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The Billboard Hot 100 for this week 28 years ago, in the edition published on April 5, 1986, was a particularly good one. Nine of the fifteen tracks would eventually peak in the Top 3, so a lot of mid-80s classics here.
During the mid-‘80s, the ever-evolving Starship (which had very little to do with its original incarnation as Jefferson Airplane) scored three #1 singles with “We Built This City,” “Nothing’s Gonna Stop Us Now” and “Sara,” a slick ballad from their 1985 album Knee Deep in the Hoopla. This week it was #15 on its way down from #1.
It’s pretty amazing to consider that a single 28 years old could be considered as one of the “newer” hits for a band, but rules go out the window when you’re talking about The Rolling Stones. “Harlem Shuffle” is a cover of an early-60s R&B number by Bob & Earl. The rock titans released it as the lead single for their critically-panned 1986 album Dirty Work. This was during a period marked by turmoil within the band (is there a period without turmoil? But it was particularly bad around this time). Despite the terrible reviews Dirty Work received, “Harlem Shuffle” did quite well, reaching #5.
Ahh, the ubiquitous ‘80s power-ballad. There were many of them, and Loverboy’s “This Could be the Night,” the second single from their 1985 album Lovin’ Every Minute of It, is one of the better ones. It peaked at #10, following the #9 peak of the album’s title track. The Canadian rockers would score another hit power-ballad later in the year when “Heaven In Your Eyes” from the Top Gun Soundtrack reached #12.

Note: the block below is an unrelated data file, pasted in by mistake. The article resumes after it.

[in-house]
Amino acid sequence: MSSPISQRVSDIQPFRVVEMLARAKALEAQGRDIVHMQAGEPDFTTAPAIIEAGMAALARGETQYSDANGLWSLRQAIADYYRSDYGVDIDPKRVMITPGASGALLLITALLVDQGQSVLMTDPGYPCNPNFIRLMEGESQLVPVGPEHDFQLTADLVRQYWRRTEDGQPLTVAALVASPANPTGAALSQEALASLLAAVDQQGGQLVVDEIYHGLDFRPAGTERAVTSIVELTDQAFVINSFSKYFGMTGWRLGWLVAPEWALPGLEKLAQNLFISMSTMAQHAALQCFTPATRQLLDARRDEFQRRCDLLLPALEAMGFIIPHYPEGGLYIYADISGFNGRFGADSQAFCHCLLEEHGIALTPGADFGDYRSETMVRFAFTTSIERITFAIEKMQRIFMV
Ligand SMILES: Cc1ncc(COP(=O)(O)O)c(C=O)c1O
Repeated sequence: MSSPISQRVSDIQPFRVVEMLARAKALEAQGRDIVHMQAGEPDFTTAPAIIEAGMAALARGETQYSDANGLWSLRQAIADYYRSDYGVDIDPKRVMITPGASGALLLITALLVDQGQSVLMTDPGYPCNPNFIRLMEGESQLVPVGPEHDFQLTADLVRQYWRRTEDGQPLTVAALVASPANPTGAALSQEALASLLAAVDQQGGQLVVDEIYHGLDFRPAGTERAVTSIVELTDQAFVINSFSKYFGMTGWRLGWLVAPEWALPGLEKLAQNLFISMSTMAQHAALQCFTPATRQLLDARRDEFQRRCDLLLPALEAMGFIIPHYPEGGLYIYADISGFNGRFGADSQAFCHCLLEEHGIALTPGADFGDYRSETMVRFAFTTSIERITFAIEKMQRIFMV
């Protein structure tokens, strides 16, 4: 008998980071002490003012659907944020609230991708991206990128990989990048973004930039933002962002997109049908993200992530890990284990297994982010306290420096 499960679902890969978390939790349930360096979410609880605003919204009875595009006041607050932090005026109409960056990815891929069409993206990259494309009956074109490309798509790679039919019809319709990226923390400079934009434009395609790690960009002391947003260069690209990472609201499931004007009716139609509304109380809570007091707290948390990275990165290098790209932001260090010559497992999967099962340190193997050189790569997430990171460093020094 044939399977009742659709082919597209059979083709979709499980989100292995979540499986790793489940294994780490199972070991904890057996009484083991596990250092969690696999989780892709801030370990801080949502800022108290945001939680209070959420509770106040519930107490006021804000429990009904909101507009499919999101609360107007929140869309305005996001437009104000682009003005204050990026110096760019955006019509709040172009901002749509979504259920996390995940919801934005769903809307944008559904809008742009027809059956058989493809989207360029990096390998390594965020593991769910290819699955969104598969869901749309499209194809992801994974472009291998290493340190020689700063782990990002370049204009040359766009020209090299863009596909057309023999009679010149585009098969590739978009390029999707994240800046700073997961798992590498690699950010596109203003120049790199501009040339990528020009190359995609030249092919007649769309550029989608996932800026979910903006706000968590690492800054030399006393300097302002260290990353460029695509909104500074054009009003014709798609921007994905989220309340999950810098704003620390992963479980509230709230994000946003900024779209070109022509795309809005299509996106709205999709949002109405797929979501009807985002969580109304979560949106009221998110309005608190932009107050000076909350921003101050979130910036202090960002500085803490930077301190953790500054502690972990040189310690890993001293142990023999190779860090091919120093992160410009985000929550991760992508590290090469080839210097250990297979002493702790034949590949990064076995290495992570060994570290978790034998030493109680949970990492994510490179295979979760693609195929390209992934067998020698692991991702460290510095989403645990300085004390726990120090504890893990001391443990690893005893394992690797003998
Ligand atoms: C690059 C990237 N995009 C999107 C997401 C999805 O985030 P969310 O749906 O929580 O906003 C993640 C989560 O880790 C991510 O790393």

This week in 1986, the duo of Neil Tennant and Chris Lowe were on their way to scoring their only #1 single in America with “West End Girls,” from their debut album Please. The album would also yield the Top 10 hit “Opportunities (Let’s Make Lots of Money)” and two singles that were hits worldwide but failed to make the Top 40 in America: “Love Comes Quickly” and “Suburbia.” It was the beginning of a pattern that continues to this day — Pet Shop Boys’ singles do far better in Europe than America. But that wasn’t the case with “West End Girls,” which rocketed to #1 and jump-started an amazing career that is still going strong today.
“Tender Love” was the only Top 40 hit for R&B band Force MDs. The song was written and produced by Jimmy Jam and Terry Lewis, former members of Prince’s protégé band The Time. The duo had a huge year in 1986 — besides “Tender Love,” they also hit #1 with a collaboration with the Human League, “Human,” and their work with Janet Jackson on her album Control was exploding with hit after hit. A beautiful ballad, “Tender Love,” from the soundtrack to the film Krush Groove, reached #10.
The second single and biggest hit (following his collaboration with George Michael, “Wrap Her Up”) from his album Ice on Fire, Elton John was at #10 this week with his Cold War ballad “Nikita,” down from its peak of #7. It was one of 6 Top 10 hits for Elton during the ‘80s, the biggest of which was “I Don’t Wanna Go On With You Like That” which hit #2 in 1988.
British singer Robert Palmer was in the midst of his career peak in 1986. The prior year he scored two Top 10 hits as vocalist for the Duran Duran side-project The Power Station with “Some Like it Hot” and a cover of the T. Rex classic “Get it On (Bang a Gong)”. “Addicted to Love,” known for its iconic video, became his first and only #1. He’d follow it with a #2 hit later in the year with a cover of “I Didn’t Mean To Turn You On,” a song originally recorded by Cherrelle and written by none other than the aforementioned Jimmy Jam and Terry Lewis. Palmer’s last Top 10 in America was “Simply Irresistible,” which followed the formula of “Addicted to Love” and hit #2 in 1988. Sadly, Robert Palmer died of a heart attack in 2003 at the age of 54.